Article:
Democrats Ask White House To Make It Tougher To Build New LNG Terminals

Natural gas prices, and particularly prices in the prodigious Permian Basin in west Texas and southeastern New Mexico, have plummeted over the past five months. And with the quantity of natural gas in underground storage facilities at historically high levels and the low-usage summer season beginning, it is difficult to find a reason to be bullish on the commodity.

Unfortunately, the unfavorable supply-demand situation could get even worse based on a May 8, 2023 letter to the Biden Administration signed by 44 congressional Democrats. The Democrats urge the White House to create a detailed (and presumably lengthy and tough) approval process for new liquefied natural gas (LNG) export terminals that would reflect the projects’ negative impact on the climate and nearby communities. 

The critical issue here is that, according to the Environmental Defense Fund, methane, the main component of natural gas, has more than 80 times the warming power of carbon dioxide over its first twenty years in the atmosphere.

Source: Trading Economics.

It appears the letter was timed to precede the U.S. Council on Environmental Quality’s upcoming report on how the federal government should analyze the environmental impacts of major infrastructure projects. There is already a hint that the Council will champion at least somewhat of an anti-business slant on this. In 2020, the Trump Administration ordered federal agencies not to consider the “indirect” environmental effects of major projects. In April 2023, the Council issued a rule which eliminated that directive, saying federal agencies must now consider the “direct, indirect, and cumulative” impacts of any infrastructure decisions.

The clause where the Democrats request that the impact of an LNG terminal on adjoining neighborhoods be considered sounds innocuous, but the likely Texas Gulf Coast locations of new export terminals — in low-income communities which are already heavily industrialized — could be problematic. The Washington Post reported that Port Arthur, Texas, where two new LNG terminals are currently planned, has a poverty rate of about 26%.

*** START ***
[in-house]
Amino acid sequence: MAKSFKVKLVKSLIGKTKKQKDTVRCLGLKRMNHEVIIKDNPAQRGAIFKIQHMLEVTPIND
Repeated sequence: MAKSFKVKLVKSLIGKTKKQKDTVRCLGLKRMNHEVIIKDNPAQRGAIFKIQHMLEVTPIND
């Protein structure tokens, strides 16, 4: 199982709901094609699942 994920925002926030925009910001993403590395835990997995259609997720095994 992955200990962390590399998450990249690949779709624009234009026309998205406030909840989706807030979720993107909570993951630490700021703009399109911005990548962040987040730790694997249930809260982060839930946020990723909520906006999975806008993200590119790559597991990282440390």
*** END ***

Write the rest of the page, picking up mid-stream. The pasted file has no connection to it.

READ: New York Passes Law That Will Ban Gas Stoves, Natural Gas In New Buildings

The rub in all this: building LNG terminals is necessary to utilize all the gas being produced in the Permian Basin which accounts for nearly 15% of all natural gas produced in the U.S. (Only the Appalachian Basin, at 31%, accounts for more.) In simple terms, too much natural gas is currently produced in the Permian. Eastbound pipeline takeaway capacity (toward the Gulf Coast) is almost always full.

The best indicator of the present situation is that gas at the Waha natural gas hub in West Texas trades at about a US$1 per thousand cubic feet (Mcf) discount to the U.S. benchmark Henry Hub price, or at only about US$1.20 per Mcf. If the Biden Administration were to toughen the requirements and increase the time frame to build new LNG terminals on the Gulf Coast or make it tougher and less economic to build new gas pipelines linking west Texas and southeastern New Mexico gas to new terminals, the pressure on natural gas prices will only grow. 

Note: The negative numbers on the y-axis show the discount to the Henry Hub price. Source: Aegis Hedging.

Information for this briefing was found via Bloomberg and the sources mentioned. The author has no securities or affiliations related to this organization. Not a recommendation to buy or sell. Always do additional research and consult a professional before purchasing a security. The author holds no licenses.

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